Next came Juilliard and positions with the American Symphony Orchestra and the American Brass Quintet before the New York Philharmonic.

In between he researched trumpet literature for articles, scores and recordings (Ghitalla says what Schwarz has recorded "is like a library. It's there for everyone to go to"). And he still talks avidly of how trumpet playing has changed in the last generation.

"Starting with Vacchiano, it took on more vibrato and a much more lyrical way of playing," he says. "The aim was to play with a slightly darker sound. Harry Glantz and Roger Voisin played brighter than we play nowadays.

"Now we play with incredible accuracy. You rarely hear a mistake from a first trumpet player in an orchestra. And pieces a generation ago that were considered playable by only a handful of people are now pieces that everyone plays."

It's changed in other ways, too.

"Eliott Carter's Symphony for Three Orchestras' starts with a trumpet cadenza that was written for me," he explains. "It sounds like a bird flying through the sky. That's a direction in which the instrument is going - a very vocal direction.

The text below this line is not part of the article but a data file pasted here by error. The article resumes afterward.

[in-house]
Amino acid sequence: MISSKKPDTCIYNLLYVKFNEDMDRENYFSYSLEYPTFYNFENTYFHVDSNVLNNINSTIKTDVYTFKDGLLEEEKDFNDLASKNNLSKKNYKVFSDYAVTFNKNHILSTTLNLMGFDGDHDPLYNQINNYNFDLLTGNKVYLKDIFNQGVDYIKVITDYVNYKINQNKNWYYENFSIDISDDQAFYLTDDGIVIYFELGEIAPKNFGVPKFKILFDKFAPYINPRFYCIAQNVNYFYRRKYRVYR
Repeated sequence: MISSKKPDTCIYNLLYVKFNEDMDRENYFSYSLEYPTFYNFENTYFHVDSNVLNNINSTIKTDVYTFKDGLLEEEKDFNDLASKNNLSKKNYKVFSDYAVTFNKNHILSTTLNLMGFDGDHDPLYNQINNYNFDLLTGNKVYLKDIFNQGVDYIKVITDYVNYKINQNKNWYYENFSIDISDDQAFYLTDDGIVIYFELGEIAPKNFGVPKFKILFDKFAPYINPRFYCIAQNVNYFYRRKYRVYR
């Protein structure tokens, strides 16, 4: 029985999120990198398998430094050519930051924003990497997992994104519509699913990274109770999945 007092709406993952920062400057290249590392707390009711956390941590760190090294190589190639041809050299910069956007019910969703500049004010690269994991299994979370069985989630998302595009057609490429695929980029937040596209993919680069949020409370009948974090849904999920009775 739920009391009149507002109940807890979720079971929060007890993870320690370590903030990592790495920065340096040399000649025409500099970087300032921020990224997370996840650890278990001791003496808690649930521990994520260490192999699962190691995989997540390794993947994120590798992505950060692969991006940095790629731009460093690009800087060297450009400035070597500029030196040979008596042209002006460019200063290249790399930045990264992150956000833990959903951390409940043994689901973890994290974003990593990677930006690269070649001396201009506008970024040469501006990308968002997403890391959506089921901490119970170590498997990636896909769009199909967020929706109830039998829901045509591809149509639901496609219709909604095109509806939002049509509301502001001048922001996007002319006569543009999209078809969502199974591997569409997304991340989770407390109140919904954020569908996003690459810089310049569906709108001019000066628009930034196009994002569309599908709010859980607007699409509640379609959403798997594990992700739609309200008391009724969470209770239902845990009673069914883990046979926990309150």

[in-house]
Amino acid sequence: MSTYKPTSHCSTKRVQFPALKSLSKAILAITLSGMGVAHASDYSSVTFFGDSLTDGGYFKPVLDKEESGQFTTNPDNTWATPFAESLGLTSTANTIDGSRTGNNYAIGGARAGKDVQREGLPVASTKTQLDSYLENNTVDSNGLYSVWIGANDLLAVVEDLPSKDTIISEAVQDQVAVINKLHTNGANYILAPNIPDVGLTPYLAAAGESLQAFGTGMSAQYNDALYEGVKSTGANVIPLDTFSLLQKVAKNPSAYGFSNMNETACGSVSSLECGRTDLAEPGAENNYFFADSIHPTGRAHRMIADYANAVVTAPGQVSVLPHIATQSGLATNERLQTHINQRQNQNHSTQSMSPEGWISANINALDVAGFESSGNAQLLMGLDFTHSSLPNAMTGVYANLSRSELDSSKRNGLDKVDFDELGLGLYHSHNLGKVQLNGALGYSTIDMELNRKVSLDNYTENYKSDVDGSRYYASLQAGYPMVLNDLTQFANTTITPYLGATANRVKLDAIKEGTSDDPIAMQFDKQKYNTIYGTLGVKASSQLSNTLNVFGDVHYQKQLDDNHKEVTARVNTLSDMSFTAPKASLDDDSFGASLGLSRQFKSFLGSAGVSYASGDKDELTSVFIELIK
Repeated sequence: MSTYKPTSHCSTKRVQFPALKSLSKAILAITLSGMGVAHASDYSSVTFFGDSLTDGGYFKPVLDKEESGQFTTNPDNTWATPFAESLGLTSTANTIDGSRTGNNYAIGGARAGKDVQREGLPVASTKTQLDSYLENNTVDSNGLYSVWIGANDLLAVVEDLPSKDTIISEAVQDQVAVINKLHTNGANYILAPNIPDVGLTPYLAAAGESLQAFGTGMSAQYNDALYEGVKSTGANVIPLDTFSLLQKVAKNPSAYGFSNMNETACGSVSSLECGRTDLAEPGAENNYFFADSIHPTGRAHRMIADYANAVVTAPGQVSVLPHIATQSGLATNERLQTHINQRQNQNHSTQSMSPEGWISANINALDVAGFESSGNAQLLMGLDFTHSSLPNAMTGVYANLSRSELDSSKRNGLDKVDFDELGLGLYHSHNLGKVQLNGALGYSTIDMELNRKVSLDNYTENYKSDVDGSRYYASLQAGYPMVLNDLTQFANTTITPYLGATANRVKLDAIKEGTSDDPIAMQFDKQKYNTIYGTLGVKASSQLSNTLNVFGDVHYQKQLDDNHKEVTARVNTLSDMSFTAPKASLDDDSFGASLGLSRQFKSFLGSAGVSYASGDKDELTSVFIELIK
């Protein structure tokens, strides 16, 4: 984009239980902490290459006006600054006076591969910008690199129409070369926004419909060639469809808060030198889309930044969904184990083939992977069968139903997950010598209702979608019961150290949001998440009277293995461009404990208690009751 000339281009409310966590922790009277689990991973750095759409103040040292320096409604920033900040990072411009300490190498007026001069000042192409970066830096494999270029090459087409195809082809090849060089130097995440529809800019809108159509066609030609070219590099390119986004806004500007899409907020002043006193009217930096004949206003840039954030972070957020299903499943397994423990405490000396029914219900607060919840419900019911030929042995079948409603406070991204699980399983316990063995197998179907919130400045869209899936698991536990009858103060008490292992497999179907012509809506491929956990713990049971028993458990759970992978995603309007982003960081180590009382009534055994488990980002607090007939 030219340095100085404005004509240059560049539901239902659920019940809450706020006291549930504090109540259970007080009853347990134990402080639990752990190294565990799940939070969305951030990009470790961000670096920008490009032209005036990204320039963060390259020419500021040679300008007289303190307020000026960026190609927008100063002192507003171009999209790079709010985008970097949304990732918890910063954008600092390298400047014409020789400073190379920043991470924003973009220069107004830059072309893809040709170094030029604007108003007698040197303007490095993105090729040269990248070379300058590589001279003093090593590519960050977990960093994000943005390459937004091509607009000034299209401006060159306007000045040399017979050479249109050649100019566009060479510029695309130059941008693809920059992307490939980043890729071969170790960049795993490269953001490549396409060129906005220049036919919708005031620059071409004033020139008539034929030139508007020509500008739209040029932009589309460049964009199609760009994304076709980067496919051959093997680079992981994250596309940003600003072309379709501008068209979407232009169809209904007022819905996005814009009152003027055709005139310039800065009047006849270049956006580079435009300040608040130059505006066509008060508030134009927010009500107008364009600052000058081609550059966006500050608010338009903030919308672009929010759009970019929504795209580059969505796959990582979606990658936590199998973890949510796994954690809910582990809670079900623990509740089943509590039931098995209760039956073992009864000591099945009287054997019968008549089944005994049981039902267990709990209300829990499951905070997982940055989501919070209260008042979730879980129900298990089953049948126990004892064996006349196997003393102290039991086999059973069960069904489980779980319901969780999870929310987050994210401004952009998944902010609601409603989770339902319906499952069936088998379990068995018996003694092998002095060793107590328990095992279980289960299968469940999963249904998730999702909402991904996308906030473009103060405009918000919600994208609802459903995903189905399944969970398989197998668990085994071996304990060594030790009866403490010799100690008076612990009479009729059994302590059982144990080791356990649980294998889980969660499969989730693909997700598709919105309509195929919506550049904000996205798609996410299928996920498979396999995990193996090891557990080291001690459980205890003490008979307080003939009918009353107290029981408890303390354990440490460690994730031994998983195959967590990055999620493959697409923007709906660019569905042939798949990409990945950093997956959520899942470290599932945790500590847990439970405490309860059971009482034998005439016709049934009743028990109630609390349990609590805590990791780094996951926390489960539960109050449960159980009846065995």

"So much of what we're doing now is based on what we've learned from the jazz players in terms of half-valve sounds, flutter tongue sounds, the use of mutes, the different possibility of range that we never even thought of until Cat Anderson and Maynard Ferguson came along.

"First, we influenced them and then they influenced us. No it's gotten to the point where most good legitimate symphonic players can play in a jazz style well, and most jazz players can play in a very legitimate style well.

"I just did a record date the other day with Lew Soloff for Pink Floyd, an English rock group. I loved it."

Who are some of the jazz trumpeters he listens to?